I’ve spent the last three or so years mentoring college-age men in both one-on-one and group settings. One of my initial challenges was figuring out what I should be talking about so I could effectively lead the conversation and make the most of our time together. It doesn’t help that the goals of many mentoring relationships are somewhat vague (learn from the mentor’s mistakes, become a better Christian, etc.)
After my first year as a formal mentor, four essential conversation categories emerged for me. These make up a focused, productive, and ultimately life-changing mentoring conversation. Each of your mentoring sessions should generally include all of these elements (though not always in identical proportions).
1) Relationship building
Relationship building is how I start most of my meetings. This is where you look for opportunities to connect with the person you are mentoring on a personal level. Ask questions about their background if you’re just getting to know them, or about their day or week a little later in the relationship.
Use this time to simply enjoy conversation about topics of mutual interest. If you have the time it’s also great to do something fun and meaningful together. On occasion you may devote your entire session to relationship building. Although it may not seem particularly productive, spending the time up front to simply get to know the person you are mentoring and allowing them to get to know you will lay the foundation for a trusting relationship. Without a certain level of trust, it’s impossible to be an effective mentor.
Accountability is the tough part of any relationship (and thus, the easiest to let slide), but I promise you will be rewarded as you lean into it. Mentoring relationships usually entail some sort of commitment… Has your mentee followed through?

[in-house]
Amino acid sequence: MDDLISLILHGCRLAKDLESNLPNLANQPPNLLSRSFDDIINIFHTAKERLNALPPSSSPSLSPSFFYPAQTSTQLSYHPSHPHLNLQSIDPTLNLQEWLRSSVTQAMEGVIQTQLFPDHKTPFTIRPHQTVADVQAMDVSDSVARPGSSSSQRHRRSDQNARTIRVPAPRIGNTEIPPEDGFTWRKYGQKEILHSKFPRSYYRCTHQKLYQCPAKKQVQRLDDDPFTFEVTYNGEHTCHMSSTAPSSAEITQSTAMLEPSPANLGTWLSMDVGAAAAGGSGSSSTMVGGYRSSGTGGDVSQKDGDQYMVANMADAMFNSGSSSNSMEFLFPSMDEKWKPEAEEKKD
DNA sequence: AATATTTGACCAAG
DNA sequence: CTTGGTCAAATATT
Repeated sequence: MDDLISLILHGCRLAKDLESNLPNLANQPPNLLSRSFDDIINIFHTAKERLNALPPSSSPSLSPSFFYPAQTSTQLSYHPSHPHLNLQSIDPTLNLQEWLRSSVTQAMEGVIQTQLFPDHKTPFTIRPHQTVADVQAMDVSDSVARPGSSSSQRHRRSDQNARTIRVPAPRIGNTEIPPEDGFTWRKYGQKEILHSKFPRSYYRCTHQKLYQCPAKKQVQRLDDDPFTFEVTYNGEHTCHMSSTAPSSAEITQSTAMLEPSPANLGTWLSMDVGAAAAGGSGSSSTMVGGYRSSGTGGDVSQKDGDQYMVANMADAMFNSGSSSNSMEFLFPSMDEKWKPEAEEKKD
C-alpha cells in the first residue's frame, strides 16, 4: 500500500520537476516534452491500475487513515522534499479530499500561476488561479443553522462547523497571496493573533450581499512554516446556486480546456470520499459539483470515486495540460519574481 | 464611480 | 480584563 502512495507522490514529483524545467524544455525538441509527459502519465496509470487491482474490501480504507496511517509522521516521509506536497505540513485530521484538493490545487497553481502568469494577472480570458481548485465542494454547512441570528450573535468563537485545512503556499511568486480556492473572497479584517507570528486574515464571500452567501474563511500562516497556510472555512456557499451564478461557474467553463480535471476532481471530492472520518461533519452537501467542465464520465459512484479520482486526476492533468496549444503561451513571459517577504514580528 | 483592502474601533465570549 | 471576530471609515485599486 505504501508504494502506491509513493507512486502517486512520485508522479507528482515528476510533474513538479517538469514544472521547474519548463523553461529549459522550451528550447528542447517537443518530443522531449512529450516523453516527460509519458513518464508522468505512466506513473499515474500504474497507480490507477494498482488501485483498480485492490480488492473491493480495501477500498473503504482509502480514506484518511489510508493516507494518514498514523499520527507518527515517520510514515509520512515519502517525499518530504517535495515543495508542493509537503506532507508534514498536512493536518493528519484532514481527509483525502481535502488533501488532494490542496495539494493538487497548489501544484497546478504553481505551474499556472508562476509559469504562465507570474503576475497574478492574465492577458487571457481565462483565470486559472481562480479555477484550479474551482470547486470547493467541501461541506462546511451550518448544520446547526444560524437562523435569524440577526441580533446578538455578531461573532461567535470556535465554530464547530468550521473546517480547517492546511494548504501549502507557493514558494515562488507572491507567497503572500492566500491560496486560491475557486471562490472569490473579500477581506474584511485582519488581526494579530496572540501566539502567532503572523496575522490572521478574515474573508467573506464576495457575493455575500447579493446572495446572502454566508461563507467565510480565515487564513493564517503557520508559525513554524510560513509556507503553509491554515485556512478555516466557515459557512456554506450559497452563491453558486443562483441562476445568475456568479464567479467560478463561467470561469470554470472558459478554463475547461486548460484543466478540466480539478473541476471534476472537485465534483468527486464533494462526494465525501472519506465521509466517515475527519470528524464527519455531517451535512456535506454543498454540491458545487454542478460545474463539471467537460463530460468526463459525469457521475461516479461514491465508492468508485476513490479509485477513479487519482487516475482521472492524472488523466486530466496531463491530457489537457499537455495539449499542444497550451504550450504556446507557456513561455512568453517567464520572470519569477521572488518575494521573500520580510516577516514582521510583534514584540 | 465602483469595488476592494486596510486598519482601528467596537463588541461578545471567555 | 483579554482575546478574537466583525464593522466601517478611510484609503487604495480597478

Ask the tough questions, and don’t let difficult subjects slide by…but remember to practice a lot of grace, mercy, and love as well. Don’t be afraid of awkward silence–embrace it. Sometimes the person you are mentoring will need a few moments to think about how to answer a particularly personal or probing question.
It’s easy for the teaching step to get lost in the shuffle (especially when you’re having fun relationship building) but a massive part of being a mentor is helping others learn. For them to learn, you have to teach.
Don’t think it needs to be a lecture, though. Never forget the power of teaching through asking leading questions and genuinely listening even as you offer thoughtful feedback. You should always be willing to be vulnerable and share your mistakes, but don’t forget that now isn’t the time for you to be on a soapbox.
I close every one-on-one with those I mentor with prayer. Few people have someone with whom they can pray with regularly, and I consider it a particular honor to be able to be that person for some of the men I mentor. Make sure to allow plenty of time for this as well (at least 15 minutes). I’ve found that asking someone how you can pray for them can lead to some very honest and very encouraging conversations…sometimes this can be the deepest and most meaningful part of our time together!
How could implementing these four elements improve your own conversations with those you mentor? Did I miss anything? Let me know in the comments!